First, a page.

Jucontee Thomas Woewiyu has been denied bail by a US court. Mr. Woewiyu, a former spokesman for the National Patriotic Front of Liberia (NPFL) is facing a potentially lengthy prison term in the United States for alleged immigration fraud.
He was planning to run for Senate in the upcoming special senatorial election.
And despite living for the last four decades as a legal permanent resident in Delaware County, he and his wife maintain extensive real estate holdings, including a rubber farm in Liberia.
"He is very, very much involved in public life in Liberia," said prosecutor Linwood C. Wright. "He has an infrastructure there [Liberia] that is more substantial than what he has here [US]."
On Friday, a U.S. magistrate judge agreed and ordered Woewiyu, 69, held without bond while he awaits trial on allegations he lied to immigration officers about his past with Taylor, who is serving a 50-year term in a British prison.
But in arguing for his release, Woewiyu's lawyer, Benjamin G. Perez, suggested that what government attorneys misunderstood was that having a life on both sides of the Atlantic is the norm for much of Southeastern Pennsylvania's 15,000-member Liberian expatriate community.
In the African hair salons and grocery stores that have sprung up along thoroughfares such as Woodland Avenue, shoppers tell tales of family living here and there. Rivalries cross oceans, and men in T-shirts and jeans are equally likely to introduce themselves as café owners or dignitaries from nations thousands of miles away.
Such was the manner in which Liberian expat Jeffrey Harmon introduced himself Friday in the hallway of the federal courthouse.
"This is all political," he said of Woewiyu's arrest. "This all has to do with politics back at home."
His concerns mirrored conspiracy theories snaking their way through the Liberian immigrant community in the days since Woewiyu's arrest. Homeland Security detained him Monday at Newark Liberty International Airport as he returned from a campaign trip to Monrovia, Liberia's capital.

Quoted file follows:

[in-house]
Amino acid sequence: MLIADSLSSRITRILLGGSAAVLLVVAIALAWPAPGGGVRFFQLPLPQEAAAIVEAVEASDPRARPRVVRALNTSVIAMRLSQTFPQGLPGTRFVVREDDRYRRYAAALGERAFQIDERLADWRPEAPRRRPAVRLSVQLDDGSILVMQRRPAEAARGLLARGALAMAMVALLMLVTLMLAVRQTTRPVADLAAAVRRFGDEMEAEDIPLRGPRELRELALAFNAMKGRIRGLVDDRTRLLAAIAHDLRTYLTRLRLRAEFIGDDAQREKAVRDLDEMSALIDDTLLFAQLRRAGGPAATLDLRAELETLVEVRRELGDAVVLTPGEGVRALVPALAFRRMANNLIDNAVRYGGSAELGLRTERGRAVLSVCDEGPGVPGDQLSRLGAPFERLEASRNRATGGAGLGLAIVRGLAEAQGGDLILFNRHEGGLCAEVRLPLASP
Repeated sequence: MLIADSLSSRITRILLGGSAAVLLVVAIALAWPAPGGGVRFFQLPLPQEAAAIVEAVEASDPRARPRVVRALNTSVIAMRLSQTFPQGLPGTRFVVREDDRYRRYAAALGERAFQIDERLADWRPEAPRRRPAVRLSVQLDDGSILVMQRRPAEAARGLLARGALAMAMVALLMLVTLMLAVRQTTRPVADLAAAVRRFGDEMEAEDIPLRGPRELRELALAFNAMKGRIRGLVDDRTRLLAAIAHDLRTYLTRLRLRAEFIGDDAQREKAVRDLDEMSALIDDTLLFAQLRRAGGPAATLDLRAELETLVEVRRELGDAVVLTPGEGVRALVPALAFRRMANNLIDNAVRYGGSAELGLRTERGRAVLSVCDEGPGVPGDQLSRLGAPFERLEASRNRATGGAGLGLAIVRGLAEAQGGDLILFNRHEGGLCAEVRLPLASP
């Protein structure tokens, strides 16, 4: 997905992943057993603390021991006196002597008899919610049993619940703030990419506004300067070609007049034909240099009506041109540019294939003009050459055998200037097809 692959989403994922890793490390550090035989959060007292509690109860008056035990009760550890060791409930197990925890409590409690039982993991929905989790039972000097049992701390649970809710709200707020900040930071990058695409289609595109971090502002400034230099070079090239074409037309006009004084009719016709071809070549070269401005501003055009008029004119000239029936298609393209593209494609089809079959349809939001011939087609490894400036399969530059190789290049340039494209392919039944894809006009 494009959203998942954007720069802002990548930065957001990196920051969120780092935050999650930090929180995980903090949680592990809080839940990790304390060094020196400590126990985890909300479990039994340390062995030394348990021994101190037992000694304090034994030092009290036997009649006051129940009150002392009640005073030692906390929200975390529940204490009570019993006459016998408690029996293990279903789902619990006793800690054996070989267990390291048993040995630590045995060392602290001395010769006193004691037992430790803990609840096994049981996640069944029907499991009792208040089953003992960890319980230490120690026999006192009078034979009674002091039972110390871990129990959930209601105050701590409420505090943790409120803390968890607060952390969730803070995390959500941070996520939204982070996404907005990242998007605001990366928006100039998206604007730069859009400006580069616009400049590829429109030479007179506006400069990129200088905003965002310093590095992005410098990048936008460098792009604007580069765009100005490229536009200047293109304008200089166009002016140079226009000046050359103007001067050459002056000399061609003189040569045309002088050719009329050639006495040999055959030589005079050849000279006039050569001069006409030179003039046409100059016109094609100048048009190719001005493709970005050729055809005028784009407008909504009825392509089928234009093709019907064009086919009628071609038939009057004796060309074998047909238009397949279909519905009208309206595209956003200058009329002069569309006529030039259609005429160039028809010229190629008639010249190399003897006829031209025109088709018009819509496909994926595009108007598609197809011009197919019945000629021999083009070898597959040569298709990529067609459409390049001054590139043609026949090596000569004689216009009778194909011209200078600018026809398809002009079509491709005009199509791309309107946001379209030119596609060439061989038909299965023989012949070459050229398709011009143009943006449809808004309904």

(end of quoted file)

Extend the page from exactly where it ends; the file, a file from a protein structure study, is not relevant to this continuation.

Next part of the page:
The charges against him stem from a 2006 application for U.S. citizenship. Asked on the form whether he had ever advocated for the toppling of a foreign government or persecuted minority groups, Woewiyu said no.
Prosecutors, however, call him a war criminal – linking him to the worst atrocities of Taylor's regime.
Throughout back-to-back civil wars that wracked Liberia from 1989 to 2003, Woewiyu served as the U.S.-based spokesman and defense minister to Taylor's National Patriotic Front of Liberia.
The party had mounted a violent campaign to wrest control from Taylor's predecessor, Samuel Doe, in 1996, but then turned its weapons on countrymen in an effort to hold on to power – executing political opponents, conscripting boys into child armies, and forcing girls into prostitution. Taylor was convicted of those crimes by an international court in 2012. Woewiyu – who served as labor minister in Taylor's government and president pro tempore of the Senate before breaking politically with Taylor – remained here.
For years, he has resided with his wife in a two-story home in Collingdale. They have enjoyed a prominent role in Delaware County's immigrant community.
He earned a bachelor's degree in labor studies from Rutgers University in 1981. He is pursuing a master's from Pennsylvania State University while earning a living through real estate development.
Six of his grown children also live in the United States. One is a lieutenant in the Navy.
"I am very surprised," said the Rev. Moses Dennis of Faith Immanuel Lutheran Church in East Lansdowne, which caters to a large Liberian congregation. Woewiyu occasionally attended services at there.
"He comes across very genuine," Dennis said. "He's a politician. A politician, you know."
Others preferred to keep their opinions to themselves, fearful that anything said here could mean trouble for family abroad. For, as U.S. prosecutors said Friday, Woewiyu maintains a high profile in his homeland.